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Fire and the Cost of Politics

Copyright © 2003 by David E. Ross

A major infestation of bark beetles caused the death of thousands of pines and other trees in the mountains of southern California. Recognizing that the trees — dead but still standing — would be a serious fire hazard, outgoing California Governor Gray Davis applied for a federal grant in April 2003 in the amount of $430,000,000 to help cover the cost of removing them. Over 70% of that money was planned for removing dead trees from national forests and other federal lands, for which the state of California could not pay.

The Federal Emergency Management Agency (FEMA) held the request until 24 October, when it notified Governor Davis that his request had been denied. On that same day, the worst wildfire event in the history of California began.

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Copters Halted as Fire Began

By Matt Lait and Scott Glover
Times Staff Writers
October 31, 2003

SAN DIEGO — Helicopter pilots with the San Diego Sheriff's Department wanted to conduct aerial water drops on the Cedar fire shortly after it was ignited Saturday but were prohibited from doing so by the U.S. Forest Service, sheriff's officials said Thursday.

One sheriff's helicopter was flying back to an air base to pick up a "Bambi bucket" capable of dropping 100 gallons of water when the pilot was ordered to stay away from the fire, said Chris Saunders, a Sheriff's Department spokesman.

Another sheriff's pilot said in an interview with The Times that he believed the fire could have been extinguished if an air assault was launched when the pilots volunteered to help and the fire was still relatively small.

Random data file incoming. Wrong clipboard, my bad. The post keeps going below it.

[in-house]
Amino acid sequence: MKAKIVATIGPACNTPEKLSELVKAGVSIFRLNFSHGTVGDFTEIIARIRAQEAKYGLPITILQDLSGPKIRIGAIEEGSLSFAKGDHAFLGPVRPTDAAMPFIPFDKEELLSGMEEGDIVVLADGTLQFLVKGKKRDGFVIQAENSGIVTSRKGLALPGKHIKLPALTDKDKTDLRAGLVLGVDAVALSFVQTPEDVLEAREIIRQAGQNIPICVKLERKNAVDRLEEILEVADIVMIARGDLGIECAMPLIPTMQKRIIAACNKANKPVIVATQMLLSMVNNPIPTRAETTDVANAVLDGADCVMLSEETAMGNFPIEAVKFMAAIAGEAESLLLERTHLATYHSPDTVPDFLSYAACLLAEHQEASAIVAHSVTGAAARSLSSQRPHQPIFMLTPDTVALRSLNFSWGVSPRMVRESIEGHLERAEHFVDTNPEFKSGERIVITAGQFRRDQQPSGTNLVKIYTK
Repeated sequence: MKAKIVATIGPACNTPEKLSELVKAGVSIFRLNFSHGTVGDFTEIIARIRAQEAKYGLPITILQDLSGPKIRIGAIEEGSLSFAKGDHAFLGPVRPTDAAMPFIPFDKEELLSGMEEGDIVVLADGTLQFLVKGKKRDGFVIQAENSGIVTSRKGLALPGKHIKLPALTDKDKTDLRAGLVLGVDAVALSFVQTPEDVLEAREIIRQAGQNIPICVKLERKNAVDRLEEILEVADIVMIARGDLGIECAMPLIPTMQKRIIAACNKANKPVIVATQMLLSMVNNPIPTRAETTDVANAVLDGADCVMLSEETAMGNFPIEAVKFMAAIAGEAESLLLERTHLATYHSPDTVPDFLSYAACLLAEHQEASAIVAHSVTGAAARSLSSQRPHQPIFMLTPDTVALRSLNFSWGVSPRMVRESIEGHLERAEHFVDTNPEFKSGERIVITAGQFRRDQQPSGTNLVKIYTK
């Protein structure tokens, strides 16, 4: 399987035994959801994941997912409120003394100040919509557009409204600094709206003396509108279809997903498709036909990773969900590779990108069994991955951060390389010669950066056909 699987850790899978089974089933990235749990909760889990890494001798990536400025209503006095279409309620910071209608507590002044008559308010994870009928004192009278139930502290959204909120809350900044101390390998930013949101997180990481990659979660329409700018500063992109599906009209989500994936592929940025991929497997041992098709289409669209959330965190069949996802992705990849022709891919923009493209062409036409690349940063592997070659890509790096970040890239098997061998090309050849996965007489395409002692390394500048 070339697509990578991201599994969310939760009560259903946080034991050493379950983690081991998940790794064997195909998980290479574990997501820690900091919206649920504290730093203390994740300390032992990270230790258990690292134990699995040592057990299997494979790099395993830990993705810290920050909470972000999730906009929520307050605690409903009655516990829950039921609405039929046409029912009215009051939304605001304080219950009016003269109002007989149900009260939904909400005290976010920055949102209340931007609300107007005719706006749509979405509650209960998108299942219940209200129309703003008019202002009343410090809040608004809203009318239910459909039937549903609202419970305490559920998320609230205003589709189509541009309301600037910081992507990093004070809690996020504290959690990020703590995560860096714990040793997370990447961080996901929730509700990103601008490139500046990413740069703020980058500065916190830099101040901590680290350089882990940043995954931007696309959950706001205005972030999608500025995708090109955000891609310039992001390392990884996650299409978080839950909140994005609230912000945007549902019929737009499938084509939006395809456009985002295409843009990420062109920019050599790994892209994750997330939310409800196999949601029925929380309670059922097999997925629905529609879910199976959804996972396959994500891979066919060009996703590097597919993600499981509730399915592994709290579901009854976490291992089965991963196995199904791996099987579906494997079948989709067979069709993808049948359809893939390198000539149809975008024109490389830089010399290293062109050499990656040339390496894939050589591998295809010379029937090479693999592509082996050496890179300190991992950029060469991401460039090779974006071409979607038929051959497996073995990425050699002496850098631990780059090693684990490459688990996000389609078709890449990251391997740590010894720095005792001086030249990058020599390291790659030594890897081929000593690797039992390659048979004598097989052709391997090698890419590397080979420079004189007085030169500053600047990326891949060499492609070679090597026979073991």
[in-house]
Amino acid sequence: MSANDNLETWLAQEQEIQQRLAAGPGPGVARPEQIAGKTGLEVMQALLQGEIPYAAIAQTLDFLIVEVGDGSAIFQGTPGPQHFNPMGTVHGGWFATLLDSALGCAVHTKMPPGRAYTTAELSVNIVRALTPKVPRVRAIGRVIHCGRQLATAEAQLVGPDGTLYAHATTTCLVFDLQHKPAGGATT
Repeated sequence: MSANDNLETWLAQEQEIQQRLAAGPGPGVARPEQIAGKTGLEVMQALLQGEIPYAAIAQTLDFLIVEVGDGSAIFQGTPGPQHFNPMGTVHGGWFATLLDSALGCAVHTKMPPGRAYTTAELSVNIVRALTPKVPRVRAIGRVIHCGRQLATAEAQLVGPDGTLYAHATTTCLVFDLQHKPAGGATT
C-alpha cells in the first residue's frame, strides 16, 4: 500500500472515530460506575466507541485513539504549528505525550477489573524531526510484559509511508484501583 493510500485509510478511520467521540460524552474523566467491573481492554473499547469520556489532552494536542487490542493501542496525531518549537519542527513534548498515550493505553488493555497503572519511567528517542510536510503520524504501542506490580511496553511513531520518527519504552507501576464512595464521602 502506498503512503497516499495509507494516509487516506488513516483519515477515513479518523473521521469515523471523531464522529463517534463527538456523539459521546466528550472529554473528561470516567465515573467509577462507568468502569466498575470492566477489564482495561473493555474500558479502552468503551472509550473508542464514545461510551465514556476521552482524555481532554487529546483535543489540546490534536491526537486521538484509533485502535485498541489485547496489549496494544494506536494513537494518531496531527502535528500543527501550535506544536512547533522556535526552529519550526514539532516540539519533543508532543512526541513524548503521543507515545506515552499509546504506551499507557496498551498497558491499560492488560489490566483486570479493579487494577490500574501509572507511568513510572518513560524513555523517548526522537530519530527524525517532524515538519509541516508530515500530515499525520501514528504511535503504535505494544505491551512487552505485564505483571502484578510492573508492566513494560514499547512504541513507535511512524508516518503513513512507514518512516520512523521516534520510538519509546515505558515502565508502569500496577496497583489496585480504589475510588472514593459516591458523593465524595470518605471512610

[At the time in question, the fire covered about 20 acres. So far it has burned 281,666 acres and is not yet under control. While the U.S. Forest Service claims they were concerned about the safety of the helicopter pilots, the pilots are professionals with the San Diego Sheriff's Department and have their own, proper rules for protecting their safety. 2 Nov 03]

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Now that the fires are almost contained, here is the toll (so far):

Figures updated from 2 Nov 03 Los Angeles Times

Since President Bush has now declared the affected counties to be a disaster area, FEMA will be responsible for reimbursing the state and local governments a major portion of their fire-fighting costs, issuing grants to property owners whose homes and businesses were destroyed, and providing low-cost and subsidized loans for rebuilding. The overall cost to FEMA could exceed $5,000,000,000 (again, that's billions), more than 10 times the amount of the grant that would have prevented this disaster.

While it is true that FEMA rarely — if ever — makes a grant to prevent a disaster, this instance clearly called for preventative action. I cannot belive that mere bureaucratic inertia caused the denial of Governor Davis's grant request — a request that actually asked the federal government to cover the cost of removing dead trees from its own land. I really believe that politics strongly influenced FEMA, an agency of the Bush administration. After all, the federal government is in the hands of the Republican Party while California is a strongly Democrat state.

Between the denied FEMA grant and the interference by the U.S. Forest Service, it appears that the Bush administration wanted the forests to burn. After all, the devistation has given new life to Bush's "Healthy Forests" plan, which would not have prevented this disaster in any way.

1-2 November 2003

Sources: Los Angeles Times and Yahoo/Reuters

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